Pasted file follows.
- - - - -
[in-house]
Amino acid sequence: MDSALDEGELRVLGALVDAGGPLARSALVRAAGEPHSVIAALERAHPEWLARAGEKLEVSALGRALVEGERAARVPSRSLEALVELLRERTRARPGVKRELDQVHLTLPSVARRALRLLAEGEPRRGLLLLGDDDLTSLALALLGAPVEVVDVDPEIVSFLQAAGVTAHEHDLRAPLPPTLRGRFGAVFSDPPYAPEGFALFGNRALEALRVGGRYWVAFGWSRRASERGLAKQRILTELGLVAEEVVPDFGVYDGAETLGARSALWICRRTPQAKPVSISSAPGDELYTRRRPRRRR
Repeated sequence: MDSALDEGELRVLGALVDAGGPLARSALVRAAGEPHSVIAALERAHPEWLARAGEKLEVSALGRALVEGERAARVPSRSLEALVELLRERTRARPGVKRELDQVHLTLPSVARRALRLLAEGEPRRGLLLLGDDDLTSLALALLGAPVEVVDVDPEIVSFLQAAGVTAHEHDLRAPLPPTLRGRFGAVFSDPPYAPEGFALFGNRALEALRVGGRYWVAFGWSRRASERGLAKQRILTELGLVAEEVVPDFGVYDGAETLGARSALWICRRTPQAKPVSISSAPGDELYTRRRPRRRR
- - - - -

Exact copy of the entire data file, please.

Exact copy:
[in-house]
Amino acid sequence: MDSALDEGELRVLGALVDAGGPLARSALVRAAGEPHSVIAALERAHPEWLARAGEKLEVSALGRALVEGERAARVPSRSLEALVELLRERTRARPGVKRELDQVHLTLPSVARRALRLLAEGEPRRGLLLLGDDDLTSLALALLGAPVEVVDVDPEIVSFLQAAGVTAHEHDLRAPLPPTLRGRFGAVFSDPPYAPEGFALFGNRALEALRVGGRYWVAFGWSRRASERGLAKQRILTELGLVAEEVVPDFGVYDGAETLGARSALWICRRTPQAKPVSISSAPGDELYTRRRPRRRR
Repeated sequence: MDSALDEGELRVLGALVDAGGPLARSALVRAAGEPHSVIAALERAHPEWLARAGEKLEVSALGRALVEGERAARVPSRSLEALVELLRERTRARPGVKRELDQVHLTLPSVARRALRLLAEGEPRRGLLLLGDDDLTSLALALLGAPVEVVDVDPEIVSFLQAAGVTAHEHDLRAPLPPTLRGRFGAVFSDPPYAPEGFALFGNRALEALRVGGRYWVAFGWSRRASERGLAKQRILTELGLVAEEVVPDFGVYDGAETLGARSALWICRRTPQAKPVSISSAPGDELYTRRRPRRRR